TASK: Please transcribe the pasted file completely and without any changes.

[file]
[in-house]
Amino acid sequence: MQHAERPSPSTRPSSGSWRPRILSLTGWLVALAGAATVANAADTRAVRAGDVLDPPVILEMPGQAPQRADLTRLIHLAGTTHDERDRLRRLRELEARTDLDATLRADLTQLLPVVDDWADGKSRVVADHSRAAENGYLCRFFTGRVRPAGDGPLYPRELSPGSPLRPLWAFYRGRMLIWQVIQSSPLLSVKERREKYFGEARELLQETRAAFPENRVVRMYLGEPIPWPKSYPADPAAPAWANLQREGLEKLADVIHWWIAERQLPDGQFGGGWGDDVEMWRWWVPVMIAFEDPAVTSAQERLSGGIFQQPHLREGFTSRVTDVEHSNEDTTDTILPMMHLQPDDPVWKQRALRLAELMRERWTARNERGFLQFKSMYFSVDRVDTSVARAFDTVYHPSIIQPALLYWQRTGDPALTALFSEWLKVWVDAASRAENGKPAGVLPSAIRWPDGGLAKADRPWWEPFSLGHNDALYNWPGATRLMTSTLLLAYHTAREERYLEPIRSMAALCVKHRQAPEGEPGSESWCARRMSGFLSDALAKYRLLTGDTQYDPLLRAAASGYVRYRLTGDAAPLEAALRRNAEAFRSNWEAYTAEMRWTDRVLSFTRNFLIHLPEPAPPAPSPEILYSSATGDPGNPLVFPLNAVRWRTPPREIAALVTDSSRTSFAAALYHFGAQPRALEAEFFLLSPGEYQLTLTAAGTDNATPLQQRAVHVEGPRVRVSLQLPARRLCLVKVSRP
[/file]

[in-house]
Amino acid sequence: MQHAERPSPSTRPSSGSWRPRILSLTGWLVALAGAATVANAADTRAVRAGDVLDPPVILEMPGQAPQRADLTRLIHLAGTTHDERDRLRRLRELEARTDLDATLRADLTQLLPVVDDWADGKSRVVADHSRAAENGYLCRFFTGRVRPAGDGPLYPRELSPGSPLRPLWAFYRGRMLIWQVIQSSPLLSVKERREKYFGEARELLQETRAAFPENRVVRMYLGEPIPWPKSYPADPAAPAWANLQREGLEKLADVIHWWIAERQLPDGQFGGGWGDDVEMWRWWVPVMIAFEDPAVTSAQERLSGGIFQQPHLREGFTSRVTDVEHSNEDTTDTILPMMHLQPDDPVWKQRALRLAELMRERWTARNERGFLQFKSMYFSVDRVDTSVARAFDTVYHPSIIQPALLYWQRTGDPALTALFSEWLKVWVDAASRAENGKPAGVLPSAIRWPDGGLAKADRPWWEPFSLGHNDALYNWPGATRLMTSTLLLAYHTAREERYLEPIRSMAALCVKHRQAPEGEPGSESWCARRMSGFLSDALAKYRLLTGDTQYDPLLRAAASGYVRYRLTGDAAPLEAALRRNAEAFRSNWEAYTAEMRWTDRVLSFTRNFLIHLPEPAPPAPSPEILYSSATGDPGNPLVFPLNAVRWRTPPREIAALVTDSSRTSFAAALYHFGAQPRALEAEFFLLSPGEYQLTLTAAGTDNATPLQQRAVHVEGPRVRVSLQLPARRLCLVKVSRP